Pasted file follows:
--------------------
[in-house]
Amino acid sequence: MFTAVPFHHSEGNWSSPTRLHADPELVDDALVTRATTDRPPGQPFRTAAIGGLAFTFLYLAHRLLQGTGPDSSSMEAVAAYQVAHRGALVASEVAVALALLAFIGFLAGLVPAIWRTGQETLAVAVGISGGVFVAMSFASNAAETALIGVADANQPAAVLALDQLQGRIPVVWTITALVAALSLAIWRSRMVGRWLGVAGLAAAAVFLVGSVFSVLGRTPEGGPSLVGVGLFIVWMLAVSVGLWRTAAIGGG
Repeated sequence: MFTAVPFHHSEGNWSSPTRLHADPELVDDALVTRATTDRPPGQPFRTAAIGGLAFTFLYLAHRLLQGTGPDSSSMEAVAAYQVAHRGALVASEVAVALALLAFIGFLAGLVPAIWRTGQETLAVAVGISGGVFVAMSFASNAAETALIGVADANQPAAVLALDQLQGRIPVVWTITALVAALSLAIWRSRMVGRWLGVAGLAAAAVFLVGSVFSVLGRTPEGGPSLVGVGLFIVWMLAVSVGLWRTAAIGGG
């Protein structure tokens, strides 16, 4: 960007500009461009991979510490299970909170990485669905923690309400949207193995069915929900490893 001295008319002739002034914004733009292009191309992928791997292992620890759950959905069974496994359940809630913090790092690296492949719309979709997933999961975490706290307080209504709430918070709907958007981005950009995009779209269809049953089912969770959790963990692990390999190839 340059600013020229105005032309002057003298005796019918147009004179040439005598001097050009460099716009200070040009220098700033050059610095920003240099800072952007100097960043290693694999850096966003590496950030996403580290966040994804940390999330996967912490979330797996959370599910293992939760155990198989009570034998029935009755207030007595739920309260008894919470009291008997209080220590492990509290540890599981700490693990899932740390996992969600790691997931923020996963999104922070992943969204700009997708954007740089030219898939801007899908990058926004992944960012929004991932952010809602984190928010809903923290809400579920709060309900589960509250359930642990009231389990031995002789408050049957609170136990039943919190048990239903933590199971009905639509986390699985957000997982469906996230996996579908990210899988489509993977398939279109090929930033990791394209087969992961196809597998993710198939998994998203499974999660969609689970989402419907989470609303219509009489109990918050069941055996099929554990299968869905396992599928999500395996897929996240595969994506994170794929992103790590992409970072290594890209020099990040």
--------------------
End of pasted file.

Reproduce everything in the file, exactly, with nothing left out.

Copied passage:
[in-house]
Amino acid sequence: MFTAVPFHHSEGNWSSPTRLHADPELVDDALVTRATTDRPPGQPFRTAAIGGLAFTFLYLAHRLLQGTGPDSSSMEAVAAYQVAHRGALVASEVAVALALLAFIGFLAGLVPAIWRTGQETLAVAVGISGGVFVAMSFASNAAETALIGVADANQPAAVLALDQLQGRIPVVWTITALVAALSLAIWRSRMVGRWLGVAGLAAAAVFLVGSVFSVLGRTPEGGPSLVGVGLFIVWMLAVSVGLWRTAAIGGG
Repeated sequence: MFTAVPFHHSEGNWSSPTRLHADPELVDDALVTRATTDRPPGQPFRTAAIGGLAFTFLYLAHRLLQGTGPDSSSMEAVAAYQVAHRGALVASEVAVALALLAFIGFLAGLVPAIWRTGQETLAVAVGISGGVFVAMSFASNAAETALIGVADANQPAAVLALDQLQGRIPVVWTITALVAALSLAIWRSRMVGRWLGVAGLAAAAVFLVGSVFSVLGRTPEGGPSLVGVGLFIVWMLAVSVGLWRTAAIGGG
């Protein structure tokens, strides 16, 4: 960007500009461009991979510490299970909170990485669905923690309400949207193995069915929900490893 001295008319002739002034914004733009292009191309992928791997292992620890759950959905069974496994359940809630913090790092690296492949719309979709997933999961975490706290307080209504709430918070709907958007981005950009995009779209269809049953089912969770959790963990692990390999190839 340059600013020229105005032309002057003298005796019918147009004179040439005598001097050009460099716009200070040009220098700033050059610095920003240099800072952007100097960043290693694999850096966003590496950030996403580290966040994804940390999330996967912490979330797996959370599910293992939760155990198989009570034998029935009755207030007595739920309260008894919470009291008997209080220590492990509290540890599981700490693990899932740390996992969600790691997931923020996963999104922070992943969204700009997708954007740089030219898939801007899908990058926004992944960012929004991932952010809602984190928010809903923290809400579920709060309900589960509250359930642990009231389990031995002789408050049957609170136990039943919190048990239903933590199971009905639509986390699985957000997982469906996230996996579908990210899988489509993977398939279109090929930033990791394209087969992961196809597998993710198939998994998203499974999660969609689970989402419907989470609303219509009489109990918050069941055996099929554990299968869905396992599928999500395996897929996240595969994506994170794929992103790590992409970072290594890209020099990040």